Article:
So, life moves on.  No surgery.  No harsh chemos.  No frequent hospital visits for infusions.  Just a pill, once per day for 21 days, and then 7 off.  Repeat until it stops working.

After 3 months, we will do a scan to see how it's working.  Yes, it would have been ideal to be completely disease free.  But, this is probably the next best thing.

So, let's run with it for a while.

Friday, October 6, 2017

Scan time again already

I've been working hard with a physical therapist for the past month, trying to overcome some of the physical deficits I have because of losing most of right psoas muscle.  Things are improving week by week.

Despite a business trip/vacation that lasted 9 days, I still managed 12 days of CrossFit in September.  I'm finally starting to feel stronger and my aerobic capacity is coming around.  I'm able to do workouts now that put me in serious aerobic debt, and get through them without excessively long recovery breaks.

I've been fighting a minor knee issue, but it's not hindering me at all in the gym.  Well, maybe a minor hindrance, but nothing significant.

My back squats, which started at 85# after surgery, have gotten as high as 235# recently.  My Oly lifting is progressing nicely.

And now, it's time for another scan at Sloan Kettering.

I read a number of blogs and publications related to cancer.  Many of them discuss the ongoing mental issues that patients have - either after being cured or as they still deal with the disease.  It is often equated to PTSD.  I can't say that I've ever seen combat or been involved in a shooting incident, so I can't honestly compare my feelings to those of a soldier or cop.  But, PTSD seems like a reasonable way to describe my mindset as this scan approaches.

My anxiety is through the roof.  My mind is full of "what if's".  To be honest, I feel like this scan will tell me a lot, and maybe that's why I feel so anxious.  The surgeon was very positive that he got everything out in June, with clean margins.  The best possible outcome.

If my scan is clean, that claim is pretty much validated.  And, to be honest, I fully believe that he did what he claims and he's given me the best chance that I could possibly have gotten.

But, if the cancer is back, I just don't know how I'm going to react.  I do seem to have a very aggressive version of this cancer, and my 3 surgeries, 2 bouts with chemo, and 1 course of radiation will attest to the fact that it's taken a lot to keep it at bay.

I so much want this scan to be clean.  It would mean I could teach skiing all winter long with no interruptions, something I've been unable to do the past two winters.  It would be good for my career as well, to be honest.  I need to demonstrate to my employer that I can go more than a few months without treatment and that they can count on me to be fully present in my job.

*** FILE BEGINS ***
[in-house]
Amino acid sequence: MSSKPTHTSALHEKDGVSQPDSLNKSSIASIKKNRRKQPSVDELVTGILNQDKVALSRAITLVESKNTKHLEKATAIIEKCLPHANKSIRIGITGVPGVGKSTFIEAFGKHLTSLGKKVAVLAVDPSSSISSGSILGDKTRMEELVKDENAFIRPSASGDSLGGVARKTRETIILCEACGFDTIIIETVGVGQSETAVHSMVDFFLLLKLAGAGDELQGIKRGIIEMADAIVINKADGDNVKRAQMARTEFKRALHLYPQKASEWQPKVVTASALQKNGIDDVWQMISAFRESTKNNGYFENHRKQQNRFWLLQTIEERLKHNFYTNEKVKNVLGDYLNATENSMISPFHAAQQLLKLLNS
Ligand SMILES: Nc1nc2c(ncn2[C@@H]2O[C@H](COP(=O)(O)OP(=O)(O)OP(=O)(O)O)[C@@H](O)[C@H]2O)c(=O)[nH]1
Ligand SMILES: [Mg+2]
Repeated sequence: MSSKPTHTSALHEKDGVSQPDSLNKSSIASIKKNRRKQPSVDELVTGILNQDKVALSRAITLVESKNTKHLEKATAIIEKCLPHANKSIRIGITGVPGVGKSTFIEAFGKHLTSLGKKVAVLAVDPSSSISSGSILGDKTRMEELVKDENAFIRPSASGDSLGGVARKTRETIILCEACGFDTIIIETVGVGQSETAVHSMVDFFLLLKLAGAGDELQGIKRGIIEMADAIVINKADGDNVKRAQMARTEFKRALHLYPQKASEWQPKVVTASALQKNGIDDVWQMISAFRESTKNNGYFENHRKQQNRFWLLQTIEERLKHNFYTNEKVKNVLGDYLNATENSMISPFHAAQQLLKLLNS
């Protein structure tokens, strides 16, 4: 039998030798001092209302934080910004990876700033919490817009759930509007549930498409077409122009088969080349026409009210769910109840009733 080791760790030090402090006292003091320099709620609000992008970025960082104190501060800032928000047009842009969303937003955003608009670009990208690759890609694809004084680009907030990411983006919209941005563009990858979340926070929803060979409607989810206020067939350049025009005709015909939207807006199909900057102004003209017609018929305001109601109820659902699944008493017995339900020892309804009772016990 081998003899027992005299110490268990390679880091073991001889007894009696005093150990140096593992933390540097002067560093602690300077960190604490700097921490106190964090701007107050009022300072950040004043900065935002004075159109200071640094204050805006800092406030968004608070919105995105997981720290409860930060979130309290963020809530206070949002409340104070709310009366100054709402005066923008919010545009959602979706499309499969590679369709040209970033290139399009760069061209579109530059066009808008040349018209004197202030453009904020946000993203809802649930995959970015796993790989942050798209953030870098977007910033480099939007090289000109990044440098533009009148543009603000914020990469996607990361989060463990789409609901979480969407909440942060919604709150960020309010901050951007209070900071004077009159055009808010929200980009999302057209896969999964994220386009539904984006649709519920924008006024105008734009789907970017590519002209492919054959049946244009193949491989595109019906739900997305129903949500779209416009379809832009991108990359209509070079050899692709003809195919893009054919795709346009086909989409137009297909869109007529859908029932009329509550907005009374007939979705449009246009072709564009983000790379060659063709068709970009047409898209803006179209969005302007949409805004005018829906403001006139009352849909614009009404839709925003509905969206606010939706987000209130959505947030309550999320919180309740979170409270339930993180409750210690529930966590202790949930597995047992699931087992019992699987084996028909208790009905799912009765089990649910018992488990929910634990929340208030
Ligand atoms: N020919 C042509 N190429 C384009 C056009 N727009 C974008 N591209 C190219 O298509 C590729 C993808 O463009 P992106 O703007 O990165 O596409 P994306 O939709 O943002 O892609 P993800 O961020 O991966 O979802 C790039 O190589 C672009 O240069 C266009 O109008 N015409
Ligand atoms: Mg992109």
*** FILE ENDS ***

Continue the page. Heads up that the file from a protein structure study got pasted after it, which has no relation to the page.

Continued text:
Also, as surgeries and other treatments mount, I never know when a treatment will change my life permanently, and for the worse.  Right now, I'm still able to train hard.  I'm able to fish when I want.  I'm able to ski and teach skiing.  But, more chemo or surgery could make those things difficult or impossible.  This last surgery took longer to recover from than the previous two.  It might have been related to the chemo I'd had before surgery, which was also pretty harsh.  But, getting back into the gym was harder this time.  Running is more challenging than ever right now.  Some movements that are dynamic or emphasize the core muscles are especially challenging.  Months after chemo and surgery, I still find myself sleeping close to 12 hours on weekend nights, just to recover from the stresses of the week.

And most importantly, if the cancer is back again so soon, it's a bellwether of the future.  It will really tell me that I'm probably never going to have long periods of time where I'm disease free, and that I'm truly moving along a timeline that is going to end badly, and more quickly than I'd like.

Of course, this might all just be the negative voices in my head.  But mentally, I really need this scan to be clean.  If it's not, I honestly don't know how I'm going to deal with more treatments so soon after the last.

This whole process is something I would never wish on any human being, no matter how I feel about them.  Sometimes, it's simply too much to deal with.  I've got the best possible medical team treating me, and I just have to hope that they can continue to keep the disease at bay.

Tuesday, September 26, 2017

No news is good news?